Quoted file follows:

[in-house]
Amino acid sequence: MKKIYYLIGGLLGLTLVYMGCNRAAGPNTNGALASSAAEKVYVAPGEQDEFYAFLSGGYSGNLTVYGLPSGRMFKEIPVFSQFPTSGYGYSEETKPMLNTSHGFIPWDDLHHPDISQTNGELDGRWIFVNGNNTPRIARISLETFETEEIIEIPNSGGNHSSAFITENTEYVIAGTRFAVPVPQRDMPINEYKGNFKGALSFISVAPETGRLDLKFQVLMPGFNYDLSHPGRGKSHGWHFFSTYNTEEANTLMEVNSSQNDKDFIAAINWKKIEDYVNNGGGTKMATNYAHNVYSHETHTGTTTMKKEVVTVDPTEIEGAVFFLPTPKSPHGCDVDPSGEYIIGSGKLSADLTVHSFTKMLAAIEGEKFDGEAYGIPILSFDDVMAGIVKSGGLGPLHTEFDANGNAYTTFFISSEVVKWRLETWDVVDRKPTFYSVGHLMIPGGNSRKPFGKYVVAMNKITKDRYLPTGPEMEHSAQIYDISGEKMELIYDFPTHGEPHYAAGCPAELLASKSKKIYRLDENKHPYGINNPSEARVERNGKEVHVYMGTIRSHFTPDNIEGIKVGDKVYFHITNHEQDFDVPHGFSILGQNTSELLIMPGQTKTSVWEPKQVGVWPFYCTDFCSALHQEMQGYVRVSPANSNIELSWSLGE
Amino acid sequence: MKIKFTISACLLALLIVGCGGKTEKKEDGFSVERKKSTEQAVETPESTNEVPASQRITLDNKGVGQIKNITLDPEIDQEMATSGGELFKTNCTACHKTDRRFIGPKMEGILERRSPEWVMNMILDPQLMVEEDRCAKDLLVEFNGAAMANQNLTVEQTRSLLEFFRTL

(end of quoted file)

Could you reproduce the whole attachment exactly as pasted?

[in-house]
Amino acid sequence: MKKIYYLIGGLLGLTLVYMGCNRAAGPNTNGALASSAAEKVYVAPGEQDEFYAFLSGGYSGNLTVYGLPSGRMFKEIPVFSQFPTSGYGYSEETKPMLNTSHGFIPWDDLHHPDISQTNGELDGRWIFVNGNNTPRIARISLETFETEEIIEIPNSGGNHSSAFITENTEYVIAGTRFAVPVPQRDMPINEYKGNFKGALSFISVAPETGRLDLKFQVLMPGFNYDLSHPGRGKSHGWHFFSTYNTEEANTLMEVNSSQNDKDFIAAINWKKIEDYVNNGGGTKMATNYAHNVYSHETHTGTTTMKKEVVTVDPTEIEGAVFFLPTPKSPHGCDVDPSGEYIIGSGKLSADLTVHSFTKMLAAIEGEKFDGEAYGIPILSFDDVMAGIVKSGGLGPLHTEFDANGNAYTTFFISSEVVKWRLETWDVVDRKPTFYSVGHLMIPGGNSRKPFGKYVVAMNKITKDRYLPTGPEMEHSAQIYDISGEKMELIYDFPTHGEPHYAAGCPAELLASKSKKIYRLDENKHPYGINNPSEARVERNGKEVHVYMGTIRSHFTPDNIEGIKVGDKVYFHITNHEQDFDVPHGFSILGQNTSELLIMPGQTKTSVWEPKQVGVWPFYCTDFCSALHQEMQGYVRVSPANSNIELSWSLGE
Amino acid sequence: MKIKFTISACLLALLIVGCGGKTEKKEDGFSVERKKSTEQAVETPESTNEVPASQRITLDNKGVGQIKNITLDPEIDQEMATSGGELFKTNCTACHKTDRRFIGPKMEGILERRSPEWVMNMILDPQLMVEEDRCAKDLLVEFNGAAMANQNLTVEQTRSLLEFFRTL